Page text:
One struggle between the islands of these countries has been religion. The whole area has been Christian, but there has been tension and disagreement on the branches and practices of each sect. In the early sixteenth century the Protestant Revolt occurred and separated the religious status in the area still. The Republic of Ireland is strongly Catholic while the rest of the area is mainly Protestant. Northern Ireland, which is part of the mainland of the United Kingdom, is split. Today, they are about fifty-four percent Protestant and forty-two percent Roman Catholic. In Ireland you will find large cathedrals, monasteries, and monuments to Christian saints. In the rest of the region where it is Protestant you with find much more subtle hints of religion.

Agriculture is hard to come by in the United Kingdom because it is very urbanized, but Ireland still has 40% of its people in rural areas, many of them farming. It is notorious for its potato farming. Fish is a big export from the North Sea area. Wheat is found in some northern places on the main island.

The North Sea has major reserves of oil and natural gas shared, with Norway, but it is still a major source of income for Great Britain. In Wales there are high-quality coal reserves. This business is declining slowly however. In Scotland there are coalfields and regions of iron ore deposits.

London, which is in the south, is the financial, communications, engineering, and energy industrial place. This one city contains much of the area’s industry. Birmingham, Manchester, and Liverpool are other larger industry cities. Scotland is also a world-renowned shipbuilding industry. This really took off during the Industrial Revolution. Ireland is booming more than the rest of the region. Construction is happening everywhere. It is becoming more urbanized day by day. Tourism also benefits much of the area around here.

Southern England is the center of technology. Here the giant London area is located. Another area is in Scotland in the city of Glasgow. Here they are offsetting the decline in industry with a technology center. In Dublin Ireland you would find computers being manufactured. From this production of annual surpluses, Dublin became known as the Celtic Tiger. Besides these few technology hotspots, there are not too many places that have been taking off or increasing in the technological field.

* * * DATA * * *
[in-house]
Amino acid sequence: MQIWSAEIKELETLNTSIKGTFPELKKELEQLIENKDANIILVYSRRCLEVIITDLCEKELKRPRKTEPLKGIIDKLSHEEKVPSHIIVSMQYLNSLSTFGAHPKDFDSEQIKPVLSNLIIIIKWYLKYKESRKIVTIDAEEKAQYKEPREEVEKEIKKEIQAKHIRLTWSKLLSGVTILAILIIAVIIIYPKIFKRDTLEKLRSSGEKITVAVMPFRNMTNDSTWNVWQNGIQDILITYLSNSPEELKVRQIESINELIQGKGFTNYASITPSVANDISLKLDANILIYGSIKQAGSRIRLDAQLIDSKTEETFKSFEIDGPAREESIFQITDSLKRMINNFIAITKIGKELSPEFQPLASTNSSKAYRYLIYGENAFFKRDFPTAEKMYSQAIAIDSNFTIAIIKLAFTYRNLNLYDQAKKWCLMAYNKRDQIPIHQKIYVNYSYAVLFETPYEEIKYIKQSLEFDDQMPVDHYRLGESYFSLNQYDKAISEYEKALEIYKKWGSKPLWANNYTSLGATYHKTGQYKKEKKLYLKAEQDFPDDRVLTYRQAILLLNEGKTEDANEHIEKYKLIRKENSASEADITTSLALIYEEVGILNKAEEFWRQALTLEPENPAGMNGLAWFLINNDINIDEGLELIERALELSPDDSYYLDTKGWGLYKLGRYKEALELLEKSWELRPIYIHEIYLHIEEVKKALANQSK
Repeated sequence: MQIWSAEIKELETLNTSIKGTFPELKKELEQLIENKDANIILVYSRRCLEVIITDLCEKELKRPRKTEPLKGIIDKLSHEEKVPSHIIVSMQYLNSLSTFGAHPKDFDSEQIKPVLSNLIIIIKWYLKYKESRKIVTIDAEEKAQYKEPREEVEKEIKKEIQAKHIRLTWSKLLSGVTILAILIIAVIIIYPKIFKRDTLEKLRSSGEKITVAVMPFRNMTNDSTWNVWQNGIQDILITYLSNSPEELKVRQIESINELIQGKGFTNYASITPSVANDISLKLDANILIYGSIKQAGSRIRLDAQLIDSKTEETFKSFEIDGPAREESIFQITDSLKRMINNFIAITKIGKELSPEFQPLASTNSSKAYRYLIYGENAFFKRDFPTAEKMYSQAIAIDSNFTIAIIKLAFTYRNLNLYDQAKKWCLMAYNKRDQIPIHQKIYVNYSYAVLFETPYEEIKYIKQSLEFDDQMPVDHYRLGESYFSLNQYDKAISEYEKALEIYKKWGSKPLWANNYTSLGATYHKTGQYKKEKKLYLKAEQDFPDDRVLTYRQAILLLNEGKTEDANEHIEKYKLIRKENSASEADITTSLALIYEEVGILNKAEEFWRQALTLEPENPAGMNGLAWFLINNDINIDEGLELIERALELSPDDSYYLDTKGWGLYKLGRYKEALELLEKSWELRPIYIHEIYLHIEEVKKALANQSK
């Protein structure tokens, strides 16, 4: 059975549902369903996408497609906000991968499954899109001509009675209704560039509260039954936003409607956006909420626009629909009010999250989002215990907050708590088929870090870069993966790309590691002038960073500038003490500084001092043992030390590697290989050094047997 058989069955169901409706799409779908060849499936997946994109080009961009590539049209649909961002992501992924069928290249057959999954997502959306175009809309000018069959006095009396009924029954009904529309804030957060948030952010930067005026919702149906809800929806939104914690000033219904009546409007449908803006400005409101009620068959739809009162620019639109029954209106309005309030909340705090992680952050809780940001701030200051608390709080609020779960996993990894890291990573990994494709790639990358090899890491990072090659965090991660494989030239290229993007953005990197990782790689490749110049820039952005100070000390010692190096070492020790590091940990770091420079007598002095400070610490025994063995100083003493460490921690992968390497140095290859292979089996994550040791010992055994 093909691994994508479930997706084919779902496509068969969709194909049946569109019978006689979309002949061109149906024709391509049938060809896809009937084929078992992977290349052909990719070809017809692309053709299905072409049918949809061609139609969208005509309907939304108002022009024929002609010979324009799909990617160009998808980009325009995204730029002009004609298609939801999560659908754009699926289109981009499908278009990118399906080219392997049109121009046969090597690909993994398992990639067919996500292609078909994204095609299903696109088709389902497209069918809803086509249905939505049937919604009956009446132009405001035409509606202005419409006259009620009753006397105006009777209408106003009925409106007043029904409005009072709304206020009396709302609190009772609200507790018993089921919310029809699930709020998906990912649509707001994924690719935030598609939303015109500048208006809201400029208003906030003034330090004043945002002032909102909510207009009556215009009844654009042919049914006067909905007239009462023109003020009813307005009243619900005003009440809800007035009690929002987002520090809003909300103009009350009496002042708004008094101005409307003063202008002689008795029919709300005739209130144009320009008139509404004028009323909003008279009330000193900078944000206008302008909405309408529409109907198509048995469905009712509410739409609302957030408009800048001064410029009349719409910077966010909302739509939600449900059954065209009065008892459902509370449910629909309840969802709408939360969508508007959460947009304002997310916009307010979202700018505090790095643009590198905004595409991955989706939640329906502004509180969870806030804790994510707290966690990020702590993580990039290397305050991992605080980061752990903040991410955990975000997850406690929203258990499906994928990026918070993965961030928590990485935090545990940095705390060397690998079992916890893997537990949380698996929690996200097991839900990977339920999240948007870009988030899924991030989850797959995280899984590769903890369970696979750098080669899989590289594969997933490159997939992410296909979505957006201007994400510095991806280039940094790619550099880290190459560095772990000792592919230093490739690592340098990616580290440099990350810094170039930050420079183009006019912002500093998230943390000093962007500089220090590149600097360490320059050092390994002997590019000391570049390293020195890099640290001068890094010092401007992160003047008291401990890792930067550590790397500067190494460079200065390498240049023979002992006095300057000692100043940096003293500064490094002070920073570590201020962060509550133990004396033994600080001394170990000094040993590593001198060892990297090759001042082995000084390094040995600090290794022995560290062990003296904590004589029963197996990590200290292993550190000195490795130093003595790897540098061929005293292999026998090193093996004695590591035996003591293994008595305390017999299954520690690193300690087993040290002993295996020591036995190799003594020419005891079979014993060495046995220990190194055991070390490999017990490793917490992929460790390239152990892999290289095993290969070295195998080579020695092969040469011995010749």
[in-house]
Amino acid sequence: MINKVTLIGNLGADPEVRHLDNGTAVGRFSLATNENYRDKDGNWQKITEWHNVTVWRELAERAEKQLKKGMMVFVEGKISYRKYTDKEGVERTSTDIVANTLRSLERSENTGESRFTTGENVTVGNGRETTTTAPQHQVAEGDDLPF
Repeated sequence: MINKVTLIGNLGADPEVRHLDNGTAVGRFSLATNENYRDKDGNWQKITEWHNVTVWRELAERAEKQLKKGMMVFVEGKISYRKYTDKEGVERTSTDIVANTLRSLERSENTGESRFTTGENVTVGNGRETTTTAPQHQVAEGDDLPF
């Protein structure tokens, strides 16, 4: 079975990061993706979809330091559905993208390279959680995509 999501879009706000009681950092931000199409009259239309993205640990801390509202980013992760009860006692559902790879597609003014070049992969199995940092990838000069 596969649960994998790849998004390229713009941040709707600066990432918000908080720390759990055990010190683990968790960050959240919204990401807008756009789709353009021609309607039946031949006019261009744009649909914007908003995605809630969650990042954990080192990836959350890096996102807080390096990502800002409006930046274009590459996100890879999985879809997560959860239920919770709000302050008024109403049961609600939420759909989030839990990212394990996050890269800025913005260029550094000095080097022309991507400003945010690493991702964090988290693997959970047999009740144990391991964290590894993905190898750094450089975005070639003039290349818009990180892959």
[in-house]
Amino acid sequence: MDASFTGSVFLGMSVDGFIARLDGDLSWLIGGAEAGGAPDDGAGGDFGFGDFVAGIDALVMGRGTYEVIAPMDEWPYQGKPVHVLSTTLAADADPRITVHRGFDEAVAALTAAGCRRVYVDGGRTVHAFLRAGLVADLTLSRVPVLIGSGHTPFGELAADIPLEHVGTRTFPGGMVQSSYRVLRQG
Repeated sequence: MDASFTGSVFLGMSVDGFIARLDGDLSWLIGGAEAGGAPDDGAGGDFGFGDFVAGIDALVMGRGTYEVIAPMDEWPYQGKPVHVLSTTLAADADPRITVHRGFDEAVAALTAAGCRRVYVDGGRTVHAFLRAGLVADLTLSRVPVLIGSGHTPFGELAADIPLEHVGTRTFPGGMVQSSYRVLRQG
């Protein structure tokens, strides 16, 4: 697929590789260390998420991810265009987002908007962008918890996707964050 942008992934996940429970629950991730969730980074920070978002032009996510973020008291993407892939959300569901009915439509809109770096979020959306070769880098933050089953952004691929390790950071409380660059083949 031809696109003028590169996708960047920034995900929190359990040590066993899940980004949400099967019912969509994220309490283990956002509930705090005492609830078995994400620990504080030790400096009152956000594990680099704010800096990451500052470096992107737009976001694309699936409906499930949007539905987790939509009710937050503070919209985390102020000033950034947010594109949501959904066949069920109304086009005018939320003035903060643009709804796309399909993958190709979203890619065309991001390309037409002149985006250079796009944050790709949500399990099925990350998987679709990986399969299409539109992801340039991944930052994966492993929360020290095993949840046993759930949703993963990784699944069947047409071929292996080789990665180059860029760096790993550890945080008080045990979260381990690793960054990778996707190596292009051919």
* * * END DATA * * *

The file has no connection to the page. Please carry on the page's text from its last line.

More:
Demographic Analysis based on Population Data Sheet


United Kingdom


2007 Population (millions)



Projected Population by 2025 (millions)



Projected Population by 2050 (millions)



Projected Population Change (2007-2050) (%)



Natural Rate of Increase (%)



Births per 1,000 population



Deaths per 1,000 population



Net Migration Rate per 1,000 Population



Percent of Population of Age <15



Percent of Population of Age 65+



Infant Mortality Rate



Percent Urban



Resource: 2007 World Population Data Sheet

In 2007, according to the World Population Data Sheet, Ireland and the United Kingdom both have increasing rates of growth. The United Kingdom, had 61 million people and they are expected to increase to 69.2 million by the year 2050. Ireland had 4.4 million people and by 2050 they are prediction to have 5.1 million. The United Kingdom has a large population for its small amount of area. The population is very concentrated in the south. It is projected to have a 13% increase by the year 2050 in population. Comparing this figure with the mainland countries of Europe puts it at the top of projected population change. Many of the mainland countries are looking to have a drop in population. Ireland is also set to increase its population 16% by 2050 as well. Both of the countries will increase while the others increase. Another factor is that both countries have a positive natural rate of increase. This contributes automatically to rising population.